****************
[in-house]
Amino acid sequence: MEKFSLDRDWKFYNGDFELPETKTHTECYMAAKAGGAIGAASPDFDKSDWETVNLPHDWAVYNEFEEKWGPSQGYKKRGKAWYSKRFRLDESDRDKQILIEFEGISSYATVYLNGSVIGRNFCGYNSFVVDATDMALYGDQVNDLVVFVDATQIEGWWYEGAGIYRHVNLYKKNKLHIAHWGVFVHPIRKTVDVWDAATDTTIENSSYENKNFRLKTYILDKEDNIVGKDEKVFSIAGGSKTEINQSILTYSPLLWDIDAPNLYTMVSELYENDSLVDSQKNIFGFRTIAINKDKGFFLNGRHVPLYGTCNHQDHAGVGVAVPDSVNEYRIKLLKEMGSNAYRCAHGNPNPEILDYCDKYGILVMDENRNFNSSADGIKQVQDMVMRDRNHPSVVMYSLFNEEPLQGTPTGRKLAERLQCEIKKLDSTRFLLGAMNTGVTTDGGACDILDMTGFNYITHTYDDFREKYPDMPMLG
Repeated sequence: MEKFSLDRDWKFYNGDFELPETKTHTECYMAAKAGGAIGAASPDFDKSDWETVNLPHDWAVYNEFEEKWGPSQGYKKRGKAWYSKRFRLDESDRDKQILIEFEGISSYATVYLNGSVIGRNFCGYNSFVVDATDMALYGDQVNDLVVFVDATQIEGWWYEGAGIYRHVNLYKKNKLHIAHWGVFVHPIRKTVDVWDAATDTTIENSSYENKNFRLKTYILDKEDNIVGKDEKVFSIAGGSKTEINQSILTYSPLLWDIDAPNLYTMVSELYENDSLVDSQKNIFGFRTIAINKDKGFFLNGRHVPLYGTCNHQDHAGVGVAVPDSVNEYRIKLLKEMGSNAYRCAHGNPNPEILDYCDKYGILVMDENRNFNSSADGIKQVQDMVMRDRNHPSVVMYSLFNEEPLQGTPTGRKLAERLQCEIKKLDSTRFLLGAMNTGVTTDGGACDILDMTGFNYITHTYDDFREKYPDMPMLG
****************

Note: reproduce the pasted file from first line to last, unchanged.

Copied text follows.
[in-house]
Amino acid sequence: MEKFSLDRDWKFYNGDFELPETKTHTECYMAAKAGGAIGAASPDFDKSDWETVNLPHDWAVYNEFEEKWGPSQGYKKRGKAWYSKRFRLDESDRDKQILIEFEGISSYATVYLNGSVIGRNFCGYNSFVVDATDMALYGDQVNDLVVFVDATQIEGWWYEGAGIYRHVNLYKKNKLHIAHWGVFVHPIRKTVDVWDAATDTTIENSSYENKNFRLKTYILDKEDNIVGKDEKVFSIAGGSKTEINQSILTYSPLLWDIDAPNLYTMVSELYENDSLVDSQKNIFGFRTIAINKDKGFFLNGRHVPLYGTCNHQDHAGVGVAVPDSVNEYRIKLLKEMGSNAYRCAHGNPNPEILDYCDKYGILVMDENRNFNSSADGIKQVQDMVMRDRNHPSVVMYSLFNEEPLQGTPTGRKLAERLQCEIKKLDSTRFLLGAMNTGVTTDGGACDILDMTGFNYITHTYDDFREKYPDMPMLG
Repeated sequence: MEKFSLDRDWKFYNGDFELPETKTHTECYMAAKAGGAIGAASPDFDKSDWETVNLPHDWAVYNEFEEKWGPSQGYKKRGKAWYSKRFRLDESDRDKQILIEFEGISSYATVYLNGSVIGRNFCGYNSFVVDATDMALYGDQVNDLVVFVDATQIEGWWYEGAGIYRHVNLYKKNKLHIAHWGVFVHPIRKTVDVWDAATDTTIENSSYENKNFRLKTYILDKEDNIVGKDEKVFSIAGGSKTEINQSILTYSPLLWDIDAPNLYTMVSELYENDSLVDSQKNIFGFRTIAINKDKGFFLNGRHVPLYGTCNHQDHAGVGVAVPDSVNEYRIKLLKEMGSNAYRCAHGNPNPEILDYCDKYGILVMDENRNFNSSADGIKQVQDMVMRDRNHPSVVMYSLFNEEPLQGTPTGRKLAERLQCEIKKLDSTRFLLGAMNTGVTTDGGACDILDMTGFNYITHTYDDFREKYPDMPMLG